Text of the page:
Valerie Hamilton, Police Chief's Daughter, 'Left Willingly' With Murder Suspect

Friends Remember Police Chiefs Daughters Last Night AlivePlayABC News
WATCH Hunt for Valerie Hamilton's Killer

The police chief's daughter whose body was found stuffed in a locker left a bar willingly with the man suspected of killing her and there was "evidence of drug use," homicide investigators said today.

Witnesses also told detectives that they saw Valerie Hamilton in apparent distress the night she died and had urged murder suspect Michael Neal Harvey to call a doctor.

"Witnesses indicate although alive, she appeared to need immediate medical attention. The suspect did not seek professional medical attention for Ms. Hamilton after being prompted by several independent witnesses to do so," a statement by the Charlotte-Mecklenburg Police Department said.

Harvey, 34, was arrested Monday in a Niagara Falls, N.Y., house that was littered with needles and evidence of heroin, and police said Harvey was high on heroin at the time of his arrest. He appeared in court briefly today to waive extradition and was sent back to North Carolina to face charges.

Hamilton, the 23-year-old daughter of Concord Police Chief Merl Hamilton, was buried today.

The father's grief was compounded by details of her last hours after her friends left her in the Thomas Street Tavern where she had helped a girlfriend celebrate her 21st birthday Sept. 14. Her body was found on Sept. 19.

The statement released by police said Hamilton departed the bar with a man believed to Harvey. "It is believed that Ms. Hamilton left with the suspect voluntarily," police said.

"Homicide Detectives interviewed many witnesses that observed Ms. Hamilton in the presence of the suspect. Homicide Detectives found evidence of drug usage," it says.

The statement leaves much unexplained, however.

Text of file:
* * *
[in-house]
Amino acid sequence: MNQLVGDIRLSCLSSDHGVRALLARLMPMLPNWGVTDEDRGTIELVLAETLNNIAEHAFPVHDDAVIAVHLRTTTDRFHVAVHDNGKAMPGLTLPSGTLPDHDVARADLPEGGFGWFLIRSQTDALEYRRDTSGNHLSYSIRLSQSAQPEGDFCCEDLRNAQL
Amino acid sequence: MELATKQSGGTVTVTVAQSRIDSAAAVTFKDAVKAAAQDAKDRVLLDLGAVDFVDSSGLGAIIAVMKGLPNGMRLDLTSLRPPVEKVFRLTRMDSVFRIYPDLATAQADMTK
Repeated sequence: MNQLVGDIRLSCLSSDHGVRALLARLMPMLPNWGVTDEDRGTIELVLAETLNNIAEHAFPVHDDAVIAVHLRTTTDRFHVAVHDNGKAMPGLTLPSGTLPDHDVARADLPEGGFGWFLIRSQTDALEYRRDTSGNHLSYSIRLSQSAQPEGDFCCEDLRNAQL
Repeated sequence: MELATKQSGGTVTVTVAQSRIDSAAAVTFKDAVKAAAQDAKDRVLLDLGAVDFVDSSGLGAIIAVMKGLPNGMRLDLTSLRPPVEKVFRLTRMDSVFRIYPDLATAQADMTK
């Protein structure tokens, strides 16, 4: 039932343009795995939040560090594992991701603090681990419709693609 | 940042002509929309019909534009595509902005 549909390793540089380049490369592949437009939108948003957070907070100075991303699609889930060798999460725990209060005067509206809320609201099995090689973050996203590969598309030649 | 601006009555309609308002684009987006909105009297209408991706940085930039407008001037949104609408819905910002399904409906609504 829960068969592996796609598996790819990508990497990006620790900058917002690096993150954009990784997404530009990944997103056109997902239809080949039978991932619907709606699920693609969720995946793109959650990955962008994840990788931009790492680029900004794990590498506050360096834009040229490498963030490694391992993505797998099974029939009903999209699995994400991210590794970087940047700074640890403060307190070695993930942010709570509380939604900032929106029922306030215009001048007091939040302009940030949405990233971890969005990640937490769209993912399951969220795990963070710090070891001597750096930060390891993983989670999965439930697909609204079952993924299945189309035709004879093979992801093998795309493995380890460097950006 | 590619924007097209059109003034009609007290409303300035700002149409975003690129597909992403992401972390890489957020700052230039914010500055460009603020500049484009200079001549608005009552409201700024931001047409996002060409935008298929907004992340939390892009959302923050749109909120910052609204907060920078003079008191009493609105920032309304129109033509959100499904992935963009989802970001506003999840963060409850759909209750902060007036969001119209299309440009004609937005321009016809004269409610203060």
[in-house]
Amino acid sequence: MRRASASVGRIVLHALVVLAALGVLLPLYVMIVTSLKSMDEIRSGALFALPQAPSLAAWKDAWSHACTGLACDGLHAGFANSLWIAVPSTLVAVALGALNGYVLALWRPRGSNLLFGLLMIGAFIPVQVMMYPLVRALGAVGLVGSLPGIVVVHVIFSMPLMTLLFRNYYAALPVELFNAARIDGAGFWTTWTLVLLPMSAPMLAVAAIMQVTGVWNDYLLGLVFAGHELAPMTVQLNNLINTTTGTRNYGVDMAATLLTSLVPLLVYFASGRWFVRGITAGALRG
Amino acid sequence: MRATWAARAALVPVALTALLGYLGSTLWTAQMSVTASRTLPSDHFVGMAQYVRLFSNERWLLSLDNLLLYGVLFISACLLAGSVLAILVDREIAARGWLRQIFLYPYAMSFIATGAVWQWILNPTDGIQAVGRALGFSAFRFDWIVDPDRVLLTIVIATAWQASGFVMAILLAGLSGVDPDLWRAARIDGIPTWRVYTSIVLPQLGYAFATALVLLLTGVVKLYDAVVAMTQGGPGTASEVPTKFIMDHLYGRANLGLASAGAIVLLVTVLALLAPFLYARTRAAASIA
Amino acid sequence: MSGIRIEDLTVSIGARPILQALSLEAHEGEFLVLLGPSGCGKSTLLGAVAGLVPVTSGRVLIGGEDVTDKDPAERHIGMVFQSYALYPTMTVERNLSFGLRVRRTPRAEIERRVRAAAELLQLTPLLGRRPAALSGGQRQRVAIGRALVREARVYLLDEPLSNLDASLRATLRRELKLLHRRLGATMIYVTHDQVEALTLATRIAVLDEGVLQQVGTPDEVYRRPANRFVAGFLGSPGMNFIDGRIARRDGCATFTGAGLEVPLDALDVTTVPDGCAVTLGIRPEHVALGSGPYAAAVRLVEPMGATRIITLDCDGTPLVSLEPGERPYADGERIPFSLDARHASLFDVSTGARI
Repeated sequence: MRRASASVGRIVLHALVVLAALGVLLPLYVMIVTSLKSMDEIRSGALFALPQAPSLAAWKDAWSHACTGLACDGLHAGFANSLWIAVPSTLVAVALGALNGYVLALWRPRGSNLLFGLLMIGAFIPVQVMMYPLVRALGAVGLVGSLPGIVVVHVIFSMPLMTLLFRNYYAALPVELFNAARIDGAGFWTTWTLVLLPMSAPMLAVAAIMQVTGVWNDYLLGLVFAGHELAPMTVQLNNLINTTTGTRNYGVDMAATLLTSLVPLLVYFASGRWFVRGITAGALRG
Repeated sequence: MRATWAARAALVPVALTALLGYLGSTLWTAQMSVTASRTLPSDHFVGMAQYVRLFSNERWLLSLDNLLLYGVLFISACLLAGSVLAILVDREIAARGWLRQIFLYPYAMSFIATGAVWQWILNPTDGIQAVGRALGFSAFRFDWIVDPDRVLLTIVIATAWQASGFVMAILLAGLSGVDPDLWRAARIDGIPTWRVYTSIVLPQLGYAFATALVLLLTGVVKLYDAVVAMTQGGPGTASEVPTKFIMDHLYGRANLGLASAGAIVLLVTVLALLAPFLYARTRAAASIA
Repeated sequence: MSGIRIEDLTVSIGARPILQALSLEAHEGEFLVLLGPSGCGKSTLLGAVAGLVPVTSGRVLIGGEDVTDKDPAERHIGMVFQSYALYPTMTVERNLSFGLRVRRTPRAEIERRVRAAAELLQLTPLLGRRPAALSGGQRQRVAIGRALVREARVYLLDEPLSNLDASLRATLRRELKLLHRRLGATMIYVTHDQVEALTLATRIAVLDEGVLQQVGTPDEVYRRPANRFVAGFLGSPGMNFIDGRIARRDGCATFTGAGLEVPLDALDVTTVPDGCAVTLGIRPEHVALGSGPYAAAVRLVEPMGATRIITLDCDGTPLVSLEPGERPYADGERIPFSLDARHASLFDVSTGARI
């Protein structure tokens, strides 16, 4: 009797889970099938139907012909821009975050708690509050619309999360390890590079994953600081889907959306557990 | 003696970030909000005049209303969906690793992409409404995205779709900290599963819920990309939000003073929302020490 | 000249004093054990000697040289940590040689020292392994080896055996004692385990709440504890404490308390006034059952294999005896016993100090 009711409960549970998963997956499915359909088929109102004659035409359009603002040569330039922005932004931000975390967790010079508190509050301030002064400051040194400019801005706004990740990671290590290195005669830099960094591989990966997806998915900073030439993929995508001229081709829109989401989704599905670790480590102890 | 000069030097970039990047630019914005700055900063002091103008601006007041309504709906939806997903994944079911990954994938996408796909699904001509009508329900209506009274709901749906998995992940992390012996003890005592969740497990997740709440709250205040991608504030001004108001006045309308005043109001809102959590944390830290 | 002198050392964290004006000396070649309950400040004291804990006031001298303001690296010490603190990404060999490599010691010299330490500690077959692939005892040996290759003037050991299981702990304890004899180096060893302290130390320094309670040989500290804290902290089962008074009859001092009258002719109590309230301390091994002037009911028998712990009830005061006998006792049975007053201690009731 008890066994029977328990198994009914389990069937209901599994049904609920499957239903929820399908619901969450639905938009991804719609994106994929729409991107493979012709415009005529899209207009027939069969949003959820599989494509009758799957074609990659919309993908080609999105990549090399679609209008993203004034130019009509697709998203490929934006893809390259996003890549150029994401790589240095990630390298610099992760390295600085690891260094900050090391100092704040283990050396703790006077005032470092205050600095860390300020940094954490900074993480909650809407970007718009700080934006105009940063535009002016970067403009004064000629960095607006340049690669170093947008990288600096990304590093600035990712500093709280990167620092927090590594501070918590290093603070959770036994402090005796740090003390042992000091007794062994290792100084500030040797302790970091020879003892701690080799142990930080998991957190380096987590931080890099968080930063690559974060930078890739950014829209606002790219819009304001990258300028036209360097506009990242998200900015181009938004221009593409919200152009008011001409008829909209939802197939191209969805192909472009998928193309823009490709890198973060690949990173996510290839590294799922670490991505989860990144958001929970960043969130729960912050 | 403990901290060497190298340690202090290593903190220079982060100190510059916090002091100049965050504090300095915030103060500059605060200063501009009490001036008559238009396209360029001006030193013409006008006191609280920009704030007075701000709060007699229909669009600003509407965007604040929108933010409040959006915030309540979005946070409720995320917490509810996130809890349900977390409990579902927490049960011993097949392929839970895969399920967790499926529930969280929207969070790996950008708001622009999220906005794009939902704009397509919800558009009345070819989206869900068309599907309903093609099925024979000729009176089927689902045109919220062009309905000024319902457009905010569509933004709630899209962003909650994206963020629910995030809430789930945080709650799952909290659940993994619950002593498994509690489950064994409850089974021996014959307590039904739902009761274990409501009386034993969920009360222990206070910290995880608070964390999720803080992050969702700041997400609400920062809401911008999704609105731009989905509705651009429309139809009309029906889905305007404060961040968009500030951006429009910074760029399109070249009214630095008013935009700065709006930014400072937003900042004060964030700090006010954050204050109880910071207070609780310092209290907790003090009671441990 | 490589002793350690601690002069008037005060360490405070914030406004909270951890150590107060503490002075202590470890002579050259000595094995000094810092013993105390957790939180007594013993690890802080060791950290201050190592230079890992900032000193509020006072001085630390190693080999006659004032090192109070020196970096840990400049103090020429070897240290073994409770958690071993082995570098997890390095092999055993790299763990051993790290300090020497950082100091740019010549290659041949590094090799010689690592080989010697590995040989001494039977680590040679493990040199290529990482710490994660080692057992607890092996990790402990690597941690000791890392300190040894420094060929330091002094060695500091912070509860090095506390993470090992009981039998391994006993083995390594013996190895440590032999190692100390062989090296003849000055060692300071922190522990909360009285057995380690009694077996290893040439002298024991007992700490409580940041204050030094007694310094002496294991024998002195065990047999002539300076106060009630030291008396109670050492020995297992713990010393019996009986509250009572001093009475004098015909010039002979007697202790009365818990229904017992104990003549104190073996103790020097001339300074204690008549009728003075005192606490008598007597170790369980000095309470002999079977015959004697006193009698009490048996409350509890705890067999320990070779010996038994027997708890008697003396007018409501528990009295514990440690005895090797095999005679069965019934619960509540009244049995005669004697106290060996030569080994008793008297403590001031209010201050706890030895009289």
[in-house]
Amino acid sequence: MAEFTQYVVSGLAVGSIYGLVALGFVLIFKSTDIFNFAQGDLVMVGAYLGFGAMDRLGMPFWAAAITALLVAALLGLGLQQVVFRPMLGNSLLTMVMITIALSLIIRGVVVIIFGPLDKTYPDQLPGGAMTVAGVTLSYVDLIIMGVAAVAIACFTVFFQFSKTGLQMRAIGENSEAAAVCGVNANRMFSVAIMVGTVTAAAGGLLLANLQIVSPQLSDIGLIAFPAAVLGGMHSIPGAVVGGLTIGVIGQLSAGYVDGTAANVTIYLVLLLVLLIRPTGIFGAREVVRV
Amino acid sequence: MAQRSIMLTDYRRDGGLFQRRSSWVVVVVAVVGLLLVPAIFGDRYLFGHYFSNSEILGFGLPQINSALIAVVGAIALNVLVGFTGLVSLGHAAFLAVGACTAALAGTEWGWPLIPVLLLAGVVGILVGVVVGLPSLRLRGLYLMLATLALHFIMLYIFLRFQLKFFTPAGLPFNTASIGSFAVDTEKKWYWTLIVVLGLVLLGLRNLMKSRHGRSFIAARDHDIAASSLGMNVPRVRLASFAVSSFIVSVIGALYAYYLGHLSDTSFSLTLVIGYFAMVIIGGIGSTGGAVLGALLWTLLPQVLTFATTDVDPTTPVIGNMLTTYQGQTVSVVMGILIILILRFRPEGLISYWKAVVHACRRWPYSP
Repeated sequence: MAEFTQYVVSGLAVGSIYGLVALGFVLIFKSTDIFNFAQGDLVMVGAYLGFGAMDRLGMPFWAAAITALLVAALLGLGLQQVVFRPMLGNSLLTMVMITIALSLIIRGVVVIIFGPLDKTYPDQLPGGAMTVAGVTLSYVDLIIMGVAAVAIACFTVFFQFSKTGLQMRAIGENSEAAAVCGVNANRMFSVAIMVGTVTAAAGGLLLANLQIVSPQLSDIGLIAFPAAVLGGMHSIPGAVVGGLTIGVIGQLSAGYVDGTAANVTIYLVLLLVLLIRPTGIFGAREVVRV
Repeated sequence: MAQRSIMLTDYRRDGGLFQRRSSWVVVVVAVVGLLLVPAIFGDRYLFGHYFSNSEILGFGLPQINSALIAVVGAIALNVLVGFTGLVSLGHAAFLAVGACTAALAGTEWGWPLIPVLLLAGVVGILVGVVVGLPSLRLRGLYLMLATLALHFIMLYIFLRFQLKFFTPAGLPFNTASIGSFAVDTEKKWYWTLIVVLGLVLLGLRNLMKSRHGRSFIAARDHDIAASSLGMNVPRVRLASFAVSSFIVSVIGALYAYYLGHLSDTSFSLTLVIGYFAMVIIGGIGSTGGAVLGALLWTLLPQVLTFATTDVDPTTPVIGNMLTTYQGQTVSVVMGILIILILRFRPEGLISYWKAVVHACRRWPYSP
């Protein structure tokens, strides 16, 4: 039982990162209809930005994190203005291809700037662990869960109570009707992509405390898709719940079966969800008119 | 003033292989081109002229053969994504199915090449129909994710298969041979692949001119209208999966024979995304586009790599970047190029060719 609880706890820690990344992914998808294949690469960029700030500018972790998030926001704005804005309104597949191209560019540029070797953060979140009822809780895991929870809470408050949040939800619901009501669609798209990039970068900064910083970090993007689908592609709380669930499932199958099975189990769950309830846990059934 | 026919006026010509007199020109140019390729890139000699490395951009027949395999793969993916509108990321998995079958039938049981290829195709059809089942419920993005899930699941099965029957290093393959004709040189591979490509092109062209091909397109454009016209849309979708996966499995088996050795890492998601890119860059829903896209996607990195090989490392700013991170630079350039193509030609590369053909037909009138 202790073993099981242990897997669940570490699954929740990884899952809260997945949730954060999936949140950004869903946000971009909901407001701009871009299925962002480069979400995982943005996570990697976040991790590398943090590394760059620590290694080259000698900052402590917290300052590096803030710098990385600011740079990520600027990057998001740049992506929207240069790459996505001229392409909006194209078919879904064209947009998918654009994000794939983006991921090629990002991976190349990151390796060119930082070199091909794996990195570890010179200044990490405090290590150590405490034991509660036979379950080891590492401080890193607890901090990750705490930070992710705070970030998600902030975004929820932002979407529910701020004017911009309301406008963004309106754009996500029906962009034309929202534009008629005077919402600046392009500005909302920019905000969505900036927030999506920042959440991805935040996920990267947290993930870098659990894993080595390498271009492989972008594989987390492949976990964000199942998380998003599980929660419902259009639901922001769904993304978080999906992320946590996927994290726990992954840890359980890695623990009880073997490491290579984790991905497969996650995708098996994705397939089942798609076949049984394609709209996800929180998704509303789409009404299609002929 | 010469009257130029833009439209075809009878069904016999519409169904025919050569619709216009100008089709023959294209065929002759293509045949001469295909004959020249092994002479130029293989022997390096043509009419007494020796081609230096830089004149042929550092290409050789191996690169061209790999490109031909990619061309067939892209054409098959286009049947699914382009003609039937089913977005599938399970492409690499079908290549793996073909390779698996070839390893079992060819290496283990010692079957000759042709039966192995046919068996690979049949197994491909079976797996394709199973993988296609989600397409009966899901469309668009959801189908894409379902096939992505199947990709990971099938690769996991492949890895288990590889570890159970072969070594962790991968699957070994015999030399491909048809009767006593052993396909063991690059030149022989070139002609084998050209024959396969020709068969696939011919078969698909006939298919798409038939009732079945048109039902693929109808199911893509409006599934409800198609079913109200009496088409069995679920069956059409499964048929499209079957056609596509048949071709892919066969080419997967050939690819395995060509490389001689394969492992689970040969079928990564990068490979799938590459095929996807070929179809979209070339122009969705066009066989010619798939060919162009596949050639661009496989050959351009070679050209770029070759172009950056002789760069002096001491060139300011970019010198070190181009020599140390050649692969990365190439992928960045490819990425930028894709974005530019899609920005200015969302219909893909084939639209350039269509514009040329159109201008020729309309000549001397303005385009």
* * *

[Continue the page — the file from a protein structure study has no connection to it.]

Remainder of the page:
"The preliminary results do not indicate any sign of traditional physical trauma to Ms. Hamilton's body, i.e. gunshot wounds, stab wounds, strangulation, bludgeoning," it said. "Detectives are still awaiting results from the [medical examiner] regarding toxicology and the results of the sexual assault examination kit."

The police release also did not state whether the witnesses and evidence of drug use was at the bar or later at Harvey's apartment. It does not detail what drugs may have been used, and it does not indicate who the witnesses are.

The Charlotte Observer reported that Hamilton called a friend at 3 a.m. Wednesday asking if she wanted to come over to Hamilton's apartment complex to swim in a hot tub with her and a friend, according to the Charlotte Observer.

Hamilton's friend now assumes the other friend was Harvey.

The police release, however, said, "Detectives believe the suspect moved Ms. Hamilton in an effort to conceal her death and made great efforts to clean up any potential crime scenes before he disposed of her body."

Police report of Hamilton leaving with Harvey and being part of a drug scene conflicted with remarks her friends made to Monday, describing her someone who was not a party girl into drugs, who worked with children and was training for a triathlon.

On Monday night Police Chief Merl Hamilton sat doubled over in grief, sobbing by candlelight as he and hundreds of others gathered to remember his daughter.

"Time After Time," an ode to loving dedication, played in the background before the chief rose to speak about his daughter at the Concord, N.C., vigil.

"That was our song," he said through tears before addressing "Val" directly. "And I look to you in heaven. Time after time, baby."

Harvey wearing an orange jail jumpsuit and handcuffs, had a brief five minute appearance in a New York court today where he said he would not fight extradition to North Carolina.